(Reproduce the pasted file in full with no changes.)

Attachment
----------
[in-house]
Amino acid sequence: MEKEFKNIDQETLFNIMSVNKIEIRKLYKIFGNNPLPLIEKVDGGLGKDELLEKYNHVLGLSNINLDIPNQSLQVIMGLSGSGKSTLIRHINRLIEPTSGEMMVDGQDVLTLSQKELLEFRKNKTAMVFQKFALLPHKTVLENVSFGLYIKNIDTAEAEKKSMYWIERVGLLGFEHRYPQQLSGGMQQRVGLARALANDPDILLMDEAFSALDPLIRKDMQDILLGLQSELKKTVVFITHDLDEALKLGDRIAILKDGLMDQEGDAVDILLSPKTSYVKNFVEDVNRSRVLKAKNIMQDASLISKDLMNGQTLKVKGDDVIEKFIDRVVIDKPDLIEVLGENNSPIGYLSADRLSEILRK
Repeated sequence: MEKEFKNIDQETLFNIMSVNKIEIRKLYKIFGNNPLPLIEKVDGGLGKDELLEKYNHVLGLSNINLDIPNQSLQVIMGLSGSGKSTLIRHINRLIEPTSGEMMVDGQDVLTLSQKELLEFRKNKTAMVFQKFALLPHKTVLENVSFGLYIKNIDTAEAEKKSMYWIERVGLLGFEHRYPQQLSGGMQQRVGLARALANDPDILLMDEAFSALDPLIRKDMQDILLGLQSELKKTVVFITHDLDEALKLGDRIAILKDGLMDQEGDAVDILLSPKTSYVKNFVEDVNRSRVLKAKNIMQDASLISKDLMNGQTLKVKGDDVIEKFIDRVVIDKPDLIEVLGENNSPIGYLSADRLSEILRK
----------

[in-house]
Amino acid sequence: MEKEFKNIDQETLFNIMSVNKIEIRKLYKIFGNNPLPLIEKVDGGLGKDELLEKYNHVLGLSNINLDIPNQSLQVIMGLSGSGKSTLIRHINRLIEPTSGEMMVDGQDVLTLSQKELLEFRKNKTAMVFQKFALLPHKTVLENVSFGLYIKNIDTAEAEKKSMYWIERVGLLGFEHRYPQQLSGGMQQRVGLARALANDPDILLMDEAFSALDPLIRKDMQDILLGLQSELKKTVVFITHDLDEALKLGDRIAILKDGLMDQEGDAVDILLSPKTSYVKNFVEDVNRSRVLKAKNIMQDASLISKDLMNGQTLKVKGDDVIEKFIDRVVIDKPDLIEVLGENNSPIGYLSADRLSEILRK
Repeated sequence: MEKEFKNIDQETLFNIMSVNKIEIRKLYKIFGNNPLPLIEKVDGGLGKDELLEKYNHVLGLSNINLDIPNQSLQVIMGLSGSGKSTLIRHINRLIEPTSGEMMVDGQDVLTLSQKELLEFRKNKTAMVFQKFALLPHKTVLENVSFGLYIKNIDTAEAEKKSMYWIERVGLLGFEHRYPQQLSGGMQQRVGLARALANDPDILLMDEAFSALDPLIRKDMQDILLGLQSELKKTVVFITHDLDEALKLGDRIAILKDGLMDQEGDAVDILLSPKTSYVKNFVEDVNRSRVLKAKNIMQDASLISKDLMNGQTLKVKGDDVIEKFIDRVVIDKPDLIEVLGENNSPIGYLSADRLSEILRK